Booze breath at 8 AM is a tangible threat to children. Some ed programs starting placing interns in schools as early as freshmen year.

Dean Dad--how happy would you be with this student working with TB or TG?

Places the question in a new light, no?
Correspondent says: This is my third year of adjuncting. .... It's not the same campus at which I do my grad work, so I'm not all that familiar with the administration or campus life.

I understand why you addressed the immediate concern rather than the problem, but this is a Dean-level problem. That institution has not engaged its adjunct faculty, even at the level of basic policies and procedures. I am, frankly, shocked that Lesboprof's recommendation (a) was not part of Day One orientation for this adjunct.
Good advice -- it's useful to both engage with your program director, department chair or whomever as well as the contact person for student counselling.

One note: you can have a public campus that is dry -- I attended one very large and comprehensive public university with such a policy for my undergraduate degree!
Concern for the student is admirable.

Might I point out that the student could possibly be a diabetic, and that diabetics could have an odor mistaken for alcohol on their breath.

Either way it could present a serious health issue, and it is not a bad idea to be aware of it, but jumping to ONE conclusion could lead to a VERY incorrect treatment.

Signed: Husband of a 21 year Diabetic. (and quite proud of her handling of her condition. She is even on the pump. If anyone wants more information on insulin pumps feel free to contact me directly.)
Do nothing unless the student appears visibly intoxicated in class. And even then, be careful. You're an adjunct, and depat. chairs, deans, coordinators, whatever, do not want to hear from you. This could ultimately blow up in your face. And beside that, what exactly are any of these people supposed to do? Bottom line: it's none of your business. You're there to teach the class, grade her papers, and discuss course material and assingments with her, and that's about it.
I think it's a horrible idea to confront her; the adjunct has no standing within the university, so if things go weird, there's no support.

This goes triple if the adjunct is male. Report the issue to counseling and forget about it. Maybe she really is diabetic; maybe she drinks when she arrives. Maybe her mom just died and this is a nasty time. Who knows? The adjunct doesn't. So pass the information along to the right folks and keep your head down.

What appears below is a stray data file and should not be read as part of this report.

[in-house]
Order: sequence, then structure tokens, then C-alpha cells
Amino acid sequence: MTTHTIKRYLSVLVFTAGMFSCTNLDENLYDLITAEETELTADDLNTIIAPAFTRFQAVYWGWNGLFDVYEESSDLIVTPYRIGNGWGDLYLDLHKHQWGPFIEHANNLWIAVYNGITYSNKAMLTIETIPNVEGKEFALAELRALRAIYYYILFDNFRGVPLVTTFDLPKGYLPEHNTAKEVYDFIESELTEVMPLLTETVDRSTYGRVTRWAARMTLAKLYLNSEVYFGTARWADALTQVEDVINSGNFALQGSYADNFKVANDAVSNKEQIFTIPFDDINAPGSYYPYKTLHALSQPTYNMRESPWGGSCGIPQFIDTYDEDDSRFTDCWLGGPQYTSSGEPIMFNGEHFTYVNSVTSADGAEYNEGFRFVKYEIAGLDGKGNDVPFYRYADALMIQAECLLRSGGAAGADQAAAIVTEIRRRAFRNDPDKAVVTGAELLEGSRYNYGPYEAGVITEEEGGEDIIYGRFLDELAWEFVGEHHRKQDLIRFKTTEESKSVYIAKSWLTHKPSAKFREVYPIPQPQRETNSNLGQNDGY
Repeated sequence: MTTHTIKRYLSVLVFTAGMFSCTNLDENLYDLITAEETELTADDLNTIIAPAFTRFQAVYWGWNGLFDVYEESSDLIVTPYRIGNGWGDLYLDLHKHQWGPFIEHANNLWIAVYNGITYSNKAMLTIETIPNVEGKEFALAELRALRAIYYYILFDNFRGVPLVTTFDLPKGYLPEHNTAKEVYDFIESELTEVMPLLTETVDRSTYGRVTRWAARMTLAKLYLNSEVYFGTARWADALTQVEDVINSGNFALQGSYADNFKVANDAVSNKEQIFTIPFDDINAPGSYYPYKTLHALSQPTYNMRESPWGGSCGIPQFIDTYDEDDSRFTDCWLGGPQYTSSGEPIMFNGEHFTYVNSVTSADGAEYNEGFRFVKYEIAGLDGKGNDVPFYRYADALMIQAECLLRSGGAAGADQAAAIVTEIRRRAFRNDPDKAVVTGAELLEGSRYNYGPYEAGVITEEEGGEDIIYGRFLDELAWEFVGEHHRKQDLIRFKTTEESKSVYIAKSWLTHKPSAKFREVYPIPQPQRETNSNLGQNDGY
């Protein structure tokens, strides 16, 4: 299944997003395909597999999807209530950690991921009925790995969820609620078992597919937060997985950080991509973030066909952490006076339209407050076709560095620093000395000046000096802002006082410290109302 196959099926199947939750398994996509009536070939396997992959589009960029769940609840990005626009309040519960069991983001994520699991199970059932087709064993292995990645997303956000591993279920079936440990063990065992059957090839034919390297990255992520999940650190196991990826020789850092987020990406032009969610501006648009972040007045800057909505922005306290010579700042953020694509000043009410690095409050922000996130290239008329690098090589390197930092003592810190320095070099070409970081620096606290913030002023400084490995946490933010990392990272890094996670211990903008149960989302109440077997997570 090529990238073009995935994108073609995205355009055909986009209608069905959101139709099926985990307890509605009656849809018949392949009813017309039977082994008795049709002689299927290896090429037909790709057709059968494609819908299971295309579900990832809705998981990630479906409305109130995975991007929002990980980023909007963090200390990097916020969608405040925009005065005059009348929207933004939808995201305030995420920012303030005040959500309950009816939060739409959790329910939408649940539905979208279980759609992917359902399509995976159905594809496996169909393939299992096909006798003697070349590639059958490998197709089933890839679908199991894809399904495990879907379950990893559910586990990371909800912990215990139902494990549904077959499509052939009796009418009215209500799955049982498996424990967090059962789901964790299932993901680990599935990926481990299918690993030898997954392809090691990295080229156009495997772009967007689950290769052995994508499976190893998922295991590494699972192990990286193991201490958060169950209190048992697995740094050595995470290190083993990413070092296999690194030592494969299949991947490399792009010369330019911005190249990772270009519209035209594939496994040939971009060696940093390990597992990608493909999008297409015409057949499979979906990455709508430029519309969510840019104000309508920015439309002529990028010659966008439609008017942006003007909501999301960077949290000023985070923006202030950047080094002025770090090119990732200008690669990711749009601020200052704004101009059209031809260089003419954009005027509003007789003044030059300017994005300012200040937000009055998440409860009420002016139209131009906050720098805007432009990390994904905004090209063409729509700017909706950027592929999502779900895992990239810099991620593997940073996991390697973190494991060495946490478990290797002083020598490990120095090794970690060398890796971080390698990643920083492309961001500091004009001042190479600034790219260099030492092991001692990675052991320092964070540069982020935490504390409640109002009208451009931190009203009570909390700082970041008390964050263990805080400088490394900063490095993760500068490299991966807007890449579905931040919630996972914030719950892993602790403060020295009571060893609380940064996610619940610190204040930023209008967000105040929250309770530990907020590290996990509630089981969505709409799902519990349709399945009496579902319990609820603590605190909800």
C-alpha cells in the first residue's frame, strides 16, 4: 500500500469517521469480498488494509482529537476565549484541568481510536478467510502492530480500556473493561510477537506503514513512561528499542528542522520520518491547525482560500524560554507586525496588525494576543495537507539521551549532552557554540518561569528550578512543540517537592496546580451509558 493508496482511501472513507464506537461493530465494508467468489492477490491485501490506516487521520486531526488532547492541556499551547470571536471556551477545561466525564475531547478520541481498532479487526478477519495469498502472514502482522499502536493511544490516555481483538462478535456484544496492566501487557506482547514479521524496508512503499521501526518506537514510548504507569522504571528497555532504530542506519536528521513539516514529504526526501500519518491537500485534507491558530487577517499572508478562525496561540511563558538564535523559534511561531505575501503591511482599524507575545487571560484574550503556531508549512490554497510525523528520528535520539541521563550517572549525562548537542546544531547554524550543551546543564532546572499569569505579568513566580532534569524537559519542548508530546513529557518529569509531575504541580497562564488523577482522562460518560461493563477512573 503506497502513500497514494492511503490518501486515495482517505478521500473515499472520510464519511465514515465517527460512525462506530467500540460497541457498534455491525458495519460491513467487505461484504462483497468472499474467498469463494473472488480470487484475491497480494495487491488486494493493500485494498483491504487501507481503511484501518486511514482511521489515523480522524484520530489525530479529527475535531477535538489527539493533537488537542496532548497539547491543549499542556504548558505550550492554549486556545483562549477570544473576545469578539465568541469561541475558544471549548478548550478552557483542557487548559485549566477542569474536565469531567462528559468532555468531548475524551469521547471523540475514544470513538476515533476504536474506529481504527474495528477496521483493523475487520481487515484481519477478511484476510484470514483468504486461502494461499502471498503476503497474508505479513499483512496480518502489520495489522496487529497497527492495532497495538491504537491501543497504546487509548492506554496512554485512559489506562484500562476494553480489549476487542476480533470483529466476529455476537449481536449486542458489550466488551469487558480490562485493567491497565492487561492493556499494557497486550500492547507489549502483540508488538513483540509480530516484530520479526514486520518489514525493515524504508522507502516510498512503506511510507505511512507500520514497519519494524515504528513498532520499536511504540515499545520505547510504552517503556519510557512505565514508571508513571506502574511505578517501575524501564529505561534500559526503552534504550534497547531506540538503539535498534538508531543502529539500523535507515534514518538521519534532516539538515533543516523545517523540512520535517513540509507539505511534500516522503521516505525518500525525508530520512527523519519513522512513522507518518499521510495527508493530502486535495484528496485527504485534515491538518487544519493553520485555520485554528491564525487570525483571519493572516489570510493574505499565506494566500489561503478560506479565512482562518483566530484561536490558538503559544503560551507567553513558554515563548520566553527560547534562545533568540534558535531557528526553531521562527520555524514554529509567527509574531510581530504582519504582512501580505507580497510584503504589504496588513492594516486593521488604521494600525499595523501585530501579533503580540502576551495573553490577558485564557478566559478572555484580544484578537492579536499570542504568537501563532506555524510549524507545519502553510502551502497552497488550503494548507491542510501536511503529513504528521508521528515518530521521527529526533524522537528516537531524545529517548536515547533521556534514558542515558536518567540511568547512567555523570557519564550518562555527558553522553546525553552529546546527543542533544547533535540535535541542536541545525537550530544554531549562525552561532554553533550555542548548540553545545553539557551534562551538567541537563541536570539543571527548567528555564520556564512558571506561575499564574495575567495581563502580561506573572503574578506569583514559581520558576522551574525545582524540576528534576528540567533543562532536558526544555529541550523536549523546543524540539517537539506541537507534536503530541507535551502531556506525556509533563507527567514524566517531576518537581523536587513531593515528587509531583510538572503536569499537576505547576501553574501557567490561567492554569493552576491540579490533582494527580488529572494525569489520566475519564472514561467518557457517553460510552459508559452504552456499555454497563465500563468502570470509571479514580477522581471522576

The student may be self-medicating for any number of reasons, and unless she is harming anyone else with her behavior, you should simply do your best to do your job--teaching her what she has signed up to learn from you. As a fellow human being (and one who is trying to better herself through education) she deserves respect, not judgment. Compassion goes a long way.
You are eright to be concerned for all the reasons people have said and I would exactly tell whatever dean would be in motion if this student were flunking out of school. Banking on that dean being a person who is doing his/her job in a reasonable way, having such information come in might tie together other hints: low grades, repeated absences in other classes, and so on. The dean could have a set of reasons to bring the student in for a "come to Jesus" talk that might include handing the student a list of AA meetings.

That said -- don't invest in an outcome, on any level. I once called one of our deans to say that I was quite sure one of my students was jacked on heroin (I lived with a heroin addict for about six months, and all the signs were there), and the dean totally blew me off, I think because he thought I actually did not know what I was looking at.

The good new is when the mother called me (entirely inappropriately, but whatever) to find out why her daughter was failing my class I (entirely inappropriately and against the law) said, "I don;t know, but I have to tell you, she was very high yesterday afternoon and I was concerned." The mother got there in abot 90 minutes, because she *knew* her child was a heroin addict.

So all was well that ended well but no, the dean did not want to deal at that point. I still don;t know why, because this was a person who has more or less been great to work with.

I think that was pretty much legal, actually. You didn't discuss the kid's academic standing ("I don't know, but...") and if someone shows up high in a public place, there's no expectation of privacy.